Log in with Facebook
As described above, you must now sign in to a Facebook account every time you sign in to a new Oculus headset for the first time. The first time you’re setting up a headset, you’ll need to sign in with a valid Facebook account. Standalone Oculus accounts will continue to be supported for users who set up a headset before October 2020 and did not link their Facebook account. However, it is no longer possible to create an Oculus account for your headset. Logging into Facebook is the only option.
It also means that your access to the headset will also depend on access to your Facebook account. If access to your Facebook account is revoked, so will access to your headset. Likewise, your Oculus purchases are tied to your Facebook account. If you permanently delete your Facebook account, you will also permanently lose access to all purchased content linked to that account.
According to the company’s terms and conditions, your Facebook account, which you would use to log into an Oculus device, must “use the same name that you use every day.” You cannot use Facebook if your account has previously been used for violating the Facebook terms and conditions have been disabled.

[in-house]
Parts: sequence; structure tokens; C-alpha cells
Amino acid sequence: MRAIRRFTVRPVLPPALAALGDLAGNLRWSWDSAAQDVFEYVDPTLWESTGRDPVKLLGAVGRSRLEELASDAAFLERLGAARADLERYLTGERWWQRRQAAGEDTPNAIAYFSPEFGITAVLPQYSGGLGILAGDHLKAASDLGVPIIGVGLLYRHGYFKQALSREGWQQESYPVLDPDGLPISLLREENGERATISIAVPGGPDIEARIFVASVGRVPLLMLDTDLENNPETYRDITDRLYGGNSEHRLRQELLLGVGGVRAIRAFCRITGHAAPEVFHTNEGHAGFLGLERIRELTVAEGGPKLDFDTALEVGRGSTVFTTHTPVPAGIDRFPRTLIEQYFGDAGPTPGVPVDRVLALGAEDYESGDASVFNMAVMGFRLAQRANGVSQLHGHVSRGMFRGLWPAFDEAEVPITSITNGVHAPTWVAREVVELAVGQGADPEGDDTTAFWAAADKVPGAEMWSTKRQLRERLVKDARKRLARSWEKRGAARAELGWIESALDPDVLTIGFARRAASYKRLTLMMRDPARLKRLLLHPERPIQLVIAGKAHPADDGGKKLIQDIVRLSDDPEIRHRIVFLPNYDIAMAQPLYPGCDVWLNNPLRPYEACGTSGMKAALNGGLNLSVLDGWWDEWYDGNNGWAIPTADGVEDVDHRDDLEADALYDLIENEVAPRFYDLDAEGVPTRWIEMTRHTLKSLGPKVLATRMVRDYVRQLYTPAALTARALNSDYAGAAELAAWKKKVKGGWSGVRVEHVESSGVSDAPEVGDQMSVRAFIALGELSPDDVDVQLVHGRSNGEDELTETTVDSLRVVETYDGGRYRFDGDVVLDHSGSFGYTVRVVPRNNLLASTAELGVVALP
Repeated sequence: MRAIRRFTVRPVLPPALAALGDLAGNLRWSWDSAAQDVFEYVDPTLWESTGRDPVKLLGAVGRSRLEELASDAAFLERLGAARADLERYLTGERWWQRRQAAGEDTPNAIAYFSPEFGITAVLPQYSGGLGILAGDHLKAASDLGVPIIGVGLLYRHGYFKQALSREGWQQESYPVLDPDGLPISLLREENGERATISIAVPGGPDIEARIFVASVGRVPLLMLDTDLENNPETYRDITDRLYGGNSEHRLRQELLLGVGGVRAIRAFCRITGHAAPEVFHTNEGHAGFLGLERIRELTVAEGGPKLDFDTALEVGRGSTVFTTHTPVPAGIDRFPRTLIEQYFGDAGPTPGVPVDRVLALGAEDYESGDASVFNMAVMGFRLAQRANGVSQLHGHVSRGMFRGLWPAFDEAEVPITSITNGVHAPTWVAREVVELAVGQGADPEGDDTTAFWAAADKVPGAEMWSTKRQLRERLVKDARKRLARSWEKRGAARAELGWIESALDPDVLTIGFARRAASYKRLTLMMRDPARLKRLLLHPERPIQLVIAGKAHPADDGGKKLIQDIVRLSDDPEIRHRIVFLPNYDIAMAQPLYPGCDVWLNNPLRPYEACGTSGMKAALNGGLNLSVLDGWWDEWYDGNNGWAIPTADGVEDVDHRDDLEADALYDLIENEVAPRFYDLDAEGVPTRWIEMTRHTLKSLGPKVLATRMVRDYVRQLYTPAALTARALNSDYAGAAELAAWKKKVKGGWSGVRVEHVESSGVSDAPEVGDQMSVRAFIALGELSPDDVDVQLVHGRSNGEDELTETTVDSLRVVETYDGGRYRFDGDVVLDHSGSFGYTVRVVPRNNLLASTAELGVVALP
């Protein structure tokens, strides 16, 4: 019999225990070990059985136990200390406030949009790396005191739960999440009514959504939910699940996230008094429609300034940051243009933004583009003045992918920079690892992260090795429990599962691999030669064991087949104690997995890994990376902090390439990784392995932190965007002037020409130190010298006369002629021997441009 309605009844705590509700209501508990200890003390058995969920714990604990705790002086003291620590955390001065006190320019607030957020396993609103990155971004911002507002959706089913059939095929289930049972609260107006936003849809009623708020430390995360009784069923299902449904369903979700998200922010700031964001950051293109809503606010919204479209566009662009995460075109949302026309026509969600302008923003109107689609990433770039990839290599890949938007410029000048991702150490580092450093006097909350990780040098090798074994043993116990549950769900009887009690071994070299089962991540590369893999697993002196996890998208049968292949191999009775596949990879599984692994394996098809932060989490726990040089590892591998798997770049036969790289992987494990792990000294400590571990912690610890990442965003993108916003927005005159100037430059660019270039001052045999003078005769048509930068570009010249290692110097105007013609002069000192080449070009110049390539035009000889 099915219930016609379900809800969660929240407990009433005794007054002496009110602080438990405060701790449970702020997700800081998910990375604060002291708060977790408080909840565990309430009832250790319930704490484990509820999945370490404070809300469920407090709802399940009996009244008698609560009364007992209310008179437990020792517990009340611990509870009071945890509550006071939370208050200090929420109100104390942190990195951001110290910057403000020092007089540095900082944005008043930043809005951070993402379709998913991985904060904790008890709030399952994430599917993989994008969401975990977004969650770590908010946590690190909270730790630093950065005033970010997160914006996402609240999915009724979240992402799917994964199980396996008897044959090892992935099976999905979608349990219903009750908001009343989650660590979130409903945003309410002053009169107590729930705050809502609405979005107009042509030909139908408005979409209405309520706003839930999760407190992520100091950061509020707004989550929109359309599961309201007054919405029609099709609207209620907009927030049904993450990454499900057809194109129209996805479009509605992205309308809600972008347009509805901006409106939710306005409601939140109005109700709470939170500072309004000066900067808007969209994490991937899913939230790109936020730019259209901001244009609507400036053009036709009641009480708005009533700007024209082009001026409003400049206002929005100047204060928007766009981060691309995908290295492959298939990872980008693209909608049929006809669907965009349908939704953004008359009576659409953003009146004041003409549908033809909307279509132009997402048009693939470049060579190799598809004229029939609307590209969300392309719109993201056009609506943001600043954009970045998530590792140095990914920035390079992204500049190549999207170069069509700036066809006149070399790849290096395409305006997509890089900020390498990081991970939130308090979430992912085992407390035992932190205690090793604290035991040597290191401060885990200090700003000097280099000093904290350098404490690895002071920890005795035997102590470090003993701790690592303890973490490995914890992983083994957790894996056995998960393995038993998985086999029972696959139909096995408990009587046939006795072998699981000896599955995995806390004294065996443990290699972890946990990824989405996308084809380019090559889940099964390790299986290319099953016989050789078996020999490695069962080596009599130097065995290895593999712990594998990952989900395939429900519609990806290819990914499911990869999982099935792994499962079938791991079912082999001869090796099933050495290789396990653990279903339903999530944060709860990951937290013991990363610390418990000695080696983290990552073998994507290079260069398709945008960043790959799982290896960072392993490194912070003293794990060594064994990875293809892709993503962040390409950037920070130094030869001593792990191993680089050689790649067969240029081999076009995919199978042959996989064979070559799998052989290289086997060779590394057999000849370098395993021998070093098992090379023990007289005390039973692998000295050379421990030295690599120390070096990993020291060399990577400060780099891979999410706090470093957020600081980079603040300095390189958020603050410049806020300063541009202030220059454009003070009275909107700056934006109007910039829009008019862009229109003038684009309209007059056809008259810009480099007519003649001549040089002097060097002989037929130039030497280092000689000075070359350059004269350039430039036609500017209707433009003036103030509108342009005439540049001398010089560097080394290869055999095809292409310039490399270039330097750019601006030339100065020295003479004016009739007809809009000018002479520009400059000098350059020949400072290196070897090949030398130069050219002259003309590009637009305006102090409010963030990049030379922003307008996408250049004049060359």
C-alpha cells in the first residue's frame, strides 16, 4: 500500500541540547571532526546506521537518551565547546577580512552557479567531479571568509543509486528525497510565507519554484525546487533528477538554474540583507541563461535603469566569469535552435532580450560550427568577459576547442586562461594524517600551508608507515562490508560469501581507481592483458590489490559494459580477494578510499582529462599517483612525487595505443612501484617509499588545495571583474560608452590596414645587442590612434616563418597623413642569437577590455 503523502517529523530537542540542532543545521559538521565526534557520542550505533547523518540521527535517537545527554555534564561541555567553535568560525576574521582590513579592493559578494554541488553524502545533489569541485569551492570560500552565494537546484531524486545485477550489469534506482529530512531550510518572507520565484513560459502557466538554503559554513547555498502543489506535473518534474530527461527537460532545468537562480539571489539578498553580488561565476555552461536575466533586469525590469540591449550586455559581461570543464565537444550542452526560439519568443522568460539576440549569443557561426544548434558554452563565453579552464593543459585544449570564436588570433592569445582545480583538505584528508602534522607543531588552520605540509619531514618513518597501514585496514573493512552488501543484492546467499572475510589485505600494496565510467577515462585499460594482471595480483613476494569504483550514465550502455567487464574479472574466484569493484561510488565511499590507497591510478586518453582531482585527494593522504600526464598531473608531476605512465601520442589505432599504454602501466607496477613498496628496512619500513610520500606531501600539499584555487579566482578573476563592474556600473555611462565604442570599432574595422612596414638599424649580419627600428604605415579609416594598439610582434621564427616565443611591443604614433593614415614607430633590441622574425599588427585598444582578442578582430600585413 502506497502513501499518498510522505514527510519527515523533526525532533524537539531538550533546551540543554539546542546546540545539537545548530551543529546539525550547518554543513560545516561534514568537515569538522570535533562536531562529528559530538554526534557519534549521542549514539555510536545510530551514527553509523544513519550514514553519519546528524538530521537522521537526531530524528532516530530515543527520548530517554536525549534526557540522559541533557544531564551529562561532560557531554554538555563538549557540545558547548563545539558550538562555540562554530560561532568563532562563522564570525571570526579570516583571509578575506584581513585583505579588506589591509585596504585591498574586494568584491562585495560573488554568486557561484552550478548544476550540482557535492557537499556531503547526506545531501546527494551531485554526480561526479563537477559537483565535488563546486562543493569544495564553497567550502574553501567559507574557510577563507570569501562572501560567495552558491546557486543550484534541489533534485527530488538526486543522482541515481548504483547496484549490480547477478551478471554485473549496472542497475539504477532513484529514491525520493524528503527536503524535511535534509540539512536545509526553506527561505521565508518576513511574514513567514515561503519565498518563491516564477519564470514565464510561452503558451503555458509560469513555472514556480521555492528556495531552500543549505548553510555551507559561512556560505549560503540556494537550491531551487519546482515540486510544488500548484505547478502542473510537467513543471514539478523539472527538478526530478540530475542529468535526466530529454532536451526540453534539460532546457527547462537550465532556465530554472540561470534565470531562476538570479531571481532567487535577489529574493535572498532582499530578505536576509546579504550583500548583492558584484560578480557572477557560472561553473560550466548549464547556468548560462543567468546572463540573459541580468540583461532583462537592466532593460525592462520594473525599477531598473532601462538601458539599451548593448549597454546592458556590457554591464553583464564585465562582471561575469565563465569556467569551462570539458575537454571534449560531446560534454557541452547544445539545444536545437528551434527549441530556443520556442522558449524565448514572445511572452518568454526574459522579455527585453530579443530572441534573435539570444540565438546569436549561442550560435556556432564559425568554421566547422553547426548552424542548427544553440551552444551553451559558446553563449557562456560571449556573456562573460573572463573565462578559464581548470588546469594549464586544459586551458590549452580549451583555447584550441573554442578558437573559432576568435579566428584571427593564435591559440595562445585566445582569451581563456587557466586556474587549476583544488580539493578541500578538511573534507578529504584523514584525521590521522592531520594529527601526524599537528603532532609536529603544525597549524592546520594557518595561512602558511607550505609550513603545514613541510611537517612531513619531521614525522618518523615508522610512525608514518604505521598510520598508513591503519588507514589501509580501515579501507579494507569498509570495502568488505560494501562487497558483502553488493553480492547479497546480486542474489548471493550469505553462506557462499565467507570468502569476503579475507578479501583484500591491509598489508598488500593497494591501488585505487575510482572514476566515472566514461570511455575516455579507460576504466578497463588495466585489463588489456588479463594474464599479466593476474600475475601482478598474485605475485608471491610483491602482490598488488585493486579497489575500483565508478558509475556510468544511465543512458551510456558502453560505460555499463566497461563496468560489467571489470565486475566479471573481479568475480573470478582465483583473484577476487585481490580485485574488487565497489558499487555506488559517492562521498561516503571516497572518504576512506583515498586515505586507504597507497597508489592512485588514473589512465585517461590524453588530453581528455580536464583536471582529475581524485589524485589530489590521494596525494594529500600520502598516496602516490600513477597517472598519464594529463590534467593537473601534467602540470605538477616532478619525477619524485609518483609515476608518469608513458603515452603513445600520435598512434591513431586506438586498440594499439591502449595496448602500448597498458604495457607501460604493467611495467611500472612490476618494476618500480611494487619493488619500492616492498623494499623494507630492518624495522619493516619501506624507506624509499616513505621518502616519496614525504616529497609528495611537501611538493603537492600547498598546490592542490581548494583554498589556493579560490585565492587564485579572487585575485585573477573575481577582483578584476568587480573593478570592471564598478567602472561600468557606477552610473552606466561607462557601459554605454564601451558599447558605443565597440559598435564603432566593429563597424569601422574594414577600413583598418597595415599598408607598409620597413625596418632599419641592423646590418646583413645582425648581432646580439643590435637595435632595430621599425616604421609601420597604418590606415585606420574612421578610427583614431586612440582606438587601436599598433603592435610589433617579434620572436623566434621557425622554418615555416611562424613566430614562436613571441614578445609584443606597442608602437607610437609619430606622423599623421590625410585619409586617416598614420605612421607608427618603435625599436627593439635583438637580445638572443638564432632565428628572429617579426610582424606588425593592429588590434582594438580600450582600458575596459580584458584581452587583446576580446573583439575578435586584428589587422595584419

You can still use an “Oculus ID” as a display name for games and apps even though you are signed in to Facebook. This is a great way to stay a little private while playing online or participating in social services like Facebook Horizon.
Facebook account requirements
There are also a few things to consider regarding the Facebook account that you use to log into your headset.
First of all, you want to make sure that you are using a “real” account with your real name on. It has been reported that users have been banned while attempting to use or link an account that was a “dummy” account (a fake account was created using a fake name and false or made up details) or account that wasn’t her primary Facebook account. Facebook can change its detection systems at any time so those who create such an account can be intercepted for years to come.